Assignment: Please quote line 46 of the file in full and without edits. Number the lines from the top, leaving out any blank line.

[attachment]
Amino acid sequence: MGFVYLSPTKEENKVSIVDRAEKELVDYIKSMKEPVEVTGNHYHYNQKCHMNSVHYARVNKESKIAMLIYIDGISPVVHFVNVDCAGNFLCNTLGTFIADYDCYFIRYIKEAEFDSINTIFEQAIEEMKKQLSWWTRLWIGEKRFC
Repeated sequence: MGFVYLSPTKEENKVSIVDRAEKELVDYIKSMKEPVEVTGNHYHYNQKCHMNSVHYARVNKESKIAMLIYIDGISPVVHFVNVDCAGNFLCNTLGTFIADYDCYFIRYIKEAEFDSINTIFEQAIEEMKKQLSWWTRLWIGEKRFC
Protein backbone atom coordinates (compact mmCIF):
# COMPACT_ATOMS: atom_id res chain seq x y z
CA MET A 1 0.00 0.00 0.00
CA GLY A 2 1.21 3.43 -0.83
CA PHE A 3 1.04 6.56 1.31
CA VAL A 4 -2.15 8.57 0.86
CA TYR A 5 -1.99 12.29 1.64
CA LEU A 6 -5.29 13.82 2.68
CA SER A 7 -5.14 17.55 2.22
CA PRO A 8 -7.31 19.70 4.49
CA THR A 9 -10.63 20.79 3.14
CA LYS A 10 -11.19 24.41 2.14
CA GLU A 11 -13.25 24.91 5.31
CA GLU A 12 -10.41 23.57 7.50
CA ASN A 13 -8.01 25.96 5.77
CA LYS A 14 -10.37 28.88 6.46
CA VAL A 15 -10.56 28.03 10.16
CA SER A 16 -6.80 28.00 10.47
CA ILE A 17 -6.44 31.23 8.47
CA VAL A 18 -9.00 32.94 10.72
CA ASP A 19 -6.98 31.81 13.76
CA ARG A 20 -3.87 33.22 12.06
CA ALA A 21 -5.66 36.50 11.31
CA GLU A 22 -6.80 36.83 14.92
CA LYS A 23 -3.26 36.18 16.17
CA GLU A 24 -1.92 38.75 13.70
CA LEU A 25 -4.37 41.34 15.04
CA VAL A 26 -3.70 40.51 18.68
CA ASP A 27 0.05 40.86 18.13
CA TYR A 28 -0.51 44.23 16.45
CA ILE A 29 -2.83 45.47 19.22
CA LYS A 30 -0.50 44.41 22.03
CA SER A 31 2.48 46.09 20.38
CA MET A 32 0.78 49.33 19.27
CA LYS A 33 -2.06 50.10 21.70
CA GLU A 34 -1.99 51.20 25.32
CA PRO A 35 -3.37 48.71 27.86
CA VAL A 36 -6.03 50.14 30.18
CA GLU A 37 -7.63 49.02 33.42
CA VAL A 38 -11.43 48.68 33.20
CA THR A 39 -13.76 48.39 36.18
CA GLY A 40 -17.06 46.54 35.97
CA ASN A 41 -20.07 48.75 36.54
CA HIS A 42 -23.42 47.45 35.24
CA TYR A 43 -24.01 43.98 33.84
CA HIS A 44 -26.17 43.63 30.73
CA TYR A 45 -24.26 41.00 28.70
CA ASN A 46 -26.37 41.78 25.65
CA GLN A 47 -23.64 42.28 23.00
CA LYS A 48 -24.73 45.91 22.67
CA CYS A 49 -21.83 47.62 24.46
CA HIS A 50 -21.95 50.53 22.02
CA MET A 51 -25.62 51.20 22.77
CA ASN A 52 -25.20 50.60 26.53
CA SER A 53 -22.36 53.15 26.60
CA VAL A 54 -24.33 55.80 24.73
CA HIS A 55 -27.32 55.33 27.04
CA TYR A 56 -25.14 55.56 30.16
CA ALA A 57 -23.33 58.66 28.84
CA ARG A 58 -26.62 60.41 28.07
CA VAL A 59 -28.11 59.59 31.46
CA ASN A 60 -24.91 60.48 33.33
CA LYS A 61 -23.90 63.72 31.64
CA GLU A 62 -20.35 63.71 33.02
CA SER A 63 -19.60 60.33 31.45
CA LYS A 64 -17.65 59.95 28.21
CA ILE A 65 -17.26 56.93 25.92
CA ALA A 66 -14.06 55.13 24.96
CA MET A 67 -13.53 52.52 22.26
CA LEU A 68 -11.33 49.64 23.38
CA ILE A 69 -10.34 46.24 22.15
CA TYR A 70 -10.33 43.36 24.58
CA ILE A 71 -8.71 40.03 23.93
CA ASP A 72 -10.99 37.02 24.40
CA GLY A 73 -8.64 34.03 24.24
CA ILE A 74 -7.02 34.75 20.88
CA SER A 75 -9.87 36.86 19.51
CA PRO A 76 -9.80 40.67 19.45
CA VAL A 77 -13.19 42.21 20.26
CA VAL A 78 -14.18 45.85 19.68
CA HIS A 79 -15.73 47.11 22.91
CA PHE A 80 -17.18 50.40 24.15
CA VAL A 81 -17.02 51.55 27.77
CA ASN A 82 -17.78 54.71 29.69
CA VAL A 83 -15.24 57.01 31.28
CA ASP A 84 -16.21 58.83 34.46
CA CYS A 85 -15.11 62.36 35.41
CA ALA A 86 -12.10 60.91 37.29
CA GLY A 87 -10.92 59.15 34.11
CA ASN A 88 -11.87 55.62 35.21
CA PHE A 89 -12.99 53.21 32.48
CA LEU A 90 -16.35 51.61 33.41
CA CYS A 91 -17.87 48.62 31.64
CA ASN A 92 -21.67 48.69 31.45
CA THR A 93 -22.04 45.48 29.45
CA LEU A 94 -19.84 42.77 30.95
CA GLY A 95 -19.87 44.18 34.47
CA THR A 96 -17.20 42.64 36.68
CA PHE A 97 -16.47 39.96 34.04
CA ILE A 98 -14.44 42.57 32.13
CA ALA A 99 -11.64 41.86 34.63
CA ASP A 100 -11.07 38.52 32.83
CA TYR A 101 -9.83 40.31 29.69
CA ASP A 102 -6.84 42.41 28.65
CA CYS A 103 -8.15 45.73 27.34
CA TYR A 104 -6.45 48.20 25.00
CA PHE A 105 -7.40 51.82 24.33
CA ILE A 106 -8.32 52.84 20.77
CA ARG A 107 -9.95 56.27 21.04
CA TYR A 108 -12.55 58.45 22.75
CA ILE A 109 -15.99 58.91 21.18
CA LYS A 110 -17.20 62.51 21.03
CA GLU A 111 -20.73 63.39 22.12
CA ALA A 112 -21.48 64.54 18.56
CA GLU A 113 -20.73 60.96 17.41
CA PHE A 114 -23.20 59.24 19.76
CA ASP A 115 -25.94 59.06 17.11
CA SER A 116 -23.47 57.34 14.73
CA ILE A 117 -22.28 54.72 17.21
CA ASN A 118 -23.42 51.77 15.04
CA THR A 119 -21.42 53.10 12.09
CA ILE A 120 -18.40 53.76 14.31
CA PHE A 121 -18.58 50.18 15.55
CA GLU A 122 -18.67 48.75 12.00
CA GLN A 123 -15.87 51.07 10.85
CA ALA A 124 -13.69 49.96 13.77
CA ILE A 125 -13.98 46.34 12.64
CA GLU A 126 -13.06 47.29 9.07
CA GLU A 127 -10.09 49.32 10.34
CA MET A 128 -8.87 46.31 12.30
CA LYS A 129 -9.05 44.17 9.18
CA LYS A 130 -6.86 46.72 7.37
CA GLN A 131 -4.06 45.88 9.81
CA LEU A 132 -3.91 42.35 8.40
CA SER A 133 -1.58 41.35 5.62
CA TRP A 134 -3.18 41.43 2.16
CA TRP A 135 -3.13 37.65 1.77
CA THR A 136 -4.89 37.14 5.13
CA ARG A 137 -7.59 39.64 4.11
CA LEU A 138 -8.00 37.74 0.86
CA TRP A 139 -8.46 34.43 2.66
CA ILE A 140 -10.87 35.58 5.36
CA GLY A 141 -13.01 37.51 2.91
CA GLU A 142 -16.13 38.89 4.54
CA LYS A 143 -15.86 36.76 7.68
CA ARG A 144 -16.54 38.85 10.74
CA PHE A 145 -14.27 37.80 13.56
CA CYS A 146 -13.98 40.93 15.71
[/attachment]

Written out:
CA HIS A 42 -23.42 47.45 35.24